Host an Event Volunteer Join Tickets

Support the plant database you love!

Q. Who is Mr. Smarty Plants?

A: There are those who suspect Wildflower Center volunteers are the culpable and capable culprits. Yet, others think staff members play some, albeit small, role. You can torture us with your plant questions, but we will never reveal the Green Guru's secret identity.

Help us grow by giving to the Plant Database Fund or by becoming a member

Did you know you can access the Native Plant Information Network with your web-enabled smartphone?

Share

Ask Mr. Smarty Plants

Ask Mr. Smarty Plants is a free service provided by the staff and volunteers at the Lady Bird Johnson Wildflower Center.

Search Smarty Plants
See a list of all Smarty Plants questions

Please forgive us, but Mr. Smarty Plants has been overwhelmed by a flood of mail and must take a break for awhile to catch up. We hope to be accepting new questions again soon. Thank you!

Need help with plant identification, visit the plant identification page.

 
rate this answer
Not Yet Rated

Friday - October 02, 2009

From: Ortonville, MI
Region: Midwest
Topic: Plant Identification
Title: Identification of plant responsible for thorns in dogs' fur
Answered by: Nan Hampton

QUESTION:

Do you know of a plant or bush that has very small, very thin triangle shaped thorn? My dogs have been coming in with these in their fur and I want to get rid of the plant/bush they are coming from.

ANSWER:

Mr. Smarty Plants suspects that what is stuck in your dogs' fur are some type of grass seed.  Thorns from plants, whether shrubs or herbaceous plants, don't usually break away from the branch or stem that they are on.  If the dogs are coming in with just the thorns in their fur and not stems or branches with the thorns attached, then the best bet is that these are seeds from a grass or another plant.  If you can take a photo of these thorns and send it to us (high resolution in good focus), we will try to identify the source of the thorns.  Please visit Mr. Smarty Plants' Plant Identification page to read instructions for submitting photos.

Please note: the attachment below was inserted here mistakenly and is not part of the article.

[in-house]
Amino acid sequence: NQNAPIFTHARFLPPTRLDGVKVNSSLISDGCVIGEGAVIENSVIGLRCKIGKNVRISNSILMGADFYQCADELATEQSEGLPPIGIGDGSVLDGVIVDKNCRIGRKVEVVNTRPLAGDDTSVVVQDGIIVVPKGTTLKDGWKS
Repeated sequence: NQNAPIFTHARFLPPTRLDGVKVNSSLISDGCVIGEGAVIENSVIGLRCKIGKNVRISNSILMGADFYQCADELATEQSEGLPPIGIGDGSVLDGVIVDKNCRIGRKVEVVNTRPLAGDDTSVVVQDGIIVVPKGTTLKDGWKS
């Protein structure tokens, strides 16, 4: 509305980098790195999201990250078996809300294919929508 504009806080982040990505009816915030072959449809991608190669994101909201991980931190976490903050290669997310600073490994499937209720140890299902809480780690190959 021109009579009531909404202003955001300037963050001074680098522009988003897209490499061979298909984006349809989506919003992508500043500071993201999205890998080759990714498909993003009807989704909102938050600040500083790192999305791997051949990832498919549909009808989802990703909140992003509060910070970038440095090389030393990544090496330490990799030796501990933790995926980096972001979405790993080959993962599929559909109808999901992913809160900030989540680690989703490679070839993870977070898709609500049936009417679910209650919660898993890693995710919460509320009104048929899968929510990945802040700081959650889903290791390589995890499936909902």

More Plant Identification Questions

Plant identification called Touch-Me-Not, Impatiens sp.
July 03, 2009 - Dear Mr. Smarty Plants: My grandmother used to have a bed of plants that would come up every year that she called "Touch Me Nots". The flower was about 1 1/2" across, orangey with flat green leav...
view the full question and answer

Dodder, rootless, leafless, parisitic twining plants
May 29, 2006 - Hello, I have been studying wildflowers in California for many years. Yesterday I came across a surprise and I am thus far unable to identify it. As it is raining today, I cannot get a photo, but I...
view the full question and answer

Plant identification
October 25, 2009 - Deer are devastating understory in our woods. We have a highly resistant shrub purchased years ago at the state arboretum plant sale. It is about 5-6' tall, somewhat wider than that, many suckers/o...
view the full question and answer

Identification of tree in Ovilla TX area
May 04, 2010 - Can you identify a tall,(wild?) tree covered with fragrant, pink/lavender blooms? Have seen several in the Ovilla area this spring.
view the full question and answer

Identifying Rhus lanceolata in Texas
April 28, 2013 - Dear Mr. Smarty Plants, I think I've identified two small trees, 4 to 5 feet high at the back fence line and two in the front yard flower beds as prairie flameleaf sumac (or at least some kind of s...
view the full question and answer

Support the Wildflower Center by Donating Online or Becoming a Member today.